In a case like that (with JS embedded somewhere in the body) you may want to wrap your calendar in a <div> and use div *{display:inline;}.

Another weird quirk we found was that the combination of display:inline and float:left would reset the counter on each ordered list item to zero (still not sure why – and only testing that in FF3), so you'd end up with a long list of zeros. That was strange but since we were stripping out the list–style, it wasn't a big issue.

And of course, any web page wouldn't be complete without an IE quirk. In IE 6&7 the margin for an OL and a UL inside each day squeezes the text slightly, not a big deal, but something to be aware of.


Final Thoughts

We're not advocating you throw away your table-based calendars in favor of a pure CSS solution. We're just showing that it can be done and there are even some specific advantages to doing this way if you choose to. For an alternate take, check out Rob's recent article on CSS Calendar Styling. Overall, this calendar took a little longer then we thought it would, but it turned out pretty well and is a great way to show that you can make anything look however you want with the right CSS and some semantic markup.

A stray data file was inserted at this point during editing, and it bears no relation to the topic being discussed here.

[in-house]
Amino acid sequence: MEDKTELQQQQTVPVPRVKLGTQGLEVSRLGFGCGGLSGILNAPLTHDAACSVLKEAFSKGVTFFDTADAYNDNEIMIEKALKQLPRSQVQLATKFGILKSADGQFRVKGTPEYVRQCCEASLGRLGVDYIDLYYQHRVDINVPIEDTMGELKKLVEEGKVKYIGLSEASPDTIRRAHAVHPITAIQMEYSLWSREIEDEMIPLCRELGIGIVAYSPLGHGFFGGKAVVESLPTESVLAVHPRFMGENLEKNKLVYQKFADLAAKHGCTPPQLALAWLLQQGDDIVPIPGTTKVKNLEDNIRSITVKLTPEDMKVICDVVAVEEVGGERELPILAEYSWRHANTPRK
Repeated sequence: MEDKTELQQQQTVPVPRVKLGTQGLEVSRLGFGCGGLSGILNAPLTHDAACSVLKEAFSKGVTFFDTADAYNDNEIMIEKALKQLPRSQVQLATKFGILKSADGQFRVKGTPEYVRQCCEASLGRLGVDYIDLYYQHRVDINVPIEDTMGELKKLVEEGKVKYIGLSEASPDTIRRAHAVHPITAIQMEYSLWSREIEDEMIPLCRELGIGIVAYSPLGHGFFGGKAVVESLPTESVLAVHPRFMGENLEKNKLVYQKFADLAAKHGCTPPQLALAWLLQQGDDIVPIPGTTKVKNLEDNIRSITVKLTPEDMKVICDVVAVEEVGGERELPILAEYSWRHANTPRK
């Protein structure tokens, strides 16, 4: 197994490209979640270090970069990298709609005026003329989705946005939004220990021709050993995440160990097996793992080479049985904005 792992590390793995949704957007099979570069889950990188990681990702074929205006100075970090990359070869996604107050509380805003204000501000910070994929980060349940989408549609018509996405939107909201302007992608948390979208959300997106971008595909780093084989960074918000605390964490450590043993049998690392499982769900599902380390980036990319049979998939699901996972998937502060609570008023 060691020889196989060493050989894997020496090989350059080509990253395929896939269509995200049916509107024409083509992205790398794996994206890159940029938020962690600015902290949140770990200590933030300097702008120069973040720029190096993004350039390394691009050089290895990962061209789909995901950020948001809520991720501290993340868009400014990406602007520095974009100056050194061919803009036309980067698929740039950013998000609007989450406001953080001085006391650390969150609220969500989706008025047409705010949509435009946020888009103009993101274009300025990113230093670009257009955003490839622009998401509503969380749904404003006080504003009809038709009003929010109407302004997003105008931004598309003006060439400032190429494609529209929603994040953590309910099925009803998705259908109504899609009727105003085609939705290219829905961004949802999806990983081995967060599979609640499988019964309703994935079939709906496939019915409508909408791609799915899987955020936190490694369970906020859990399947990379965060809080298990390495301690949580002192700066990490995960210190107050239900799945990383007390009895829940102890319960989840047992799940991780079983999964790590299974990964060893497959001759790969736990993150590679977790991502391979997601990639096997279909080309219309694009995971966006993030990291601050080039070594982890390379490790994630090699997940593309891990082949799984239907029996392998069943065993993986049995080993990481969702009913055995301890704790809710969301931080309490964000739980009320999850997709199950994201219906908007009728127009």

Our example uses background images for the days. Because of the elastic nature of the design, those background images need to be significantly larger than the boxes. Many of the newer browsers offer "zooming" which makes this unnecessary, but to accommodate everyone it is the best practice.

Demo & Downloads



  1. Flavia
    Permalink to comment#

    Guys, this is really useful. Thank you :)
    Nothing says “inspiring” like CSS-Tricks!

  2. Permalink to comment#

    I don’t like Calendar in classic webdesign but your tips are very cool, thanks :)

  3. shin
    Permalink to comment#

    This is neat.. found it on your tweet feeds.. thanks

  4. Nice technique! Would be quite useful if you need to display event data as a list, but also be able to transform the same markup into a grid view. If you’re primarily representing a grid, though, I’ll contend that a table is no less semantically correct (perhaps even more so), since the positions of the days in the grid are bound by the intersections of the weeks (rows) and days (columns) to which they belong.

  5. Sorry guys, great proof of concept and all, but a calendar is a table with two axes, weeks and days. It’s all very well to bastardize the ordered list, but why would you when a table already does what you want with minimal fuss.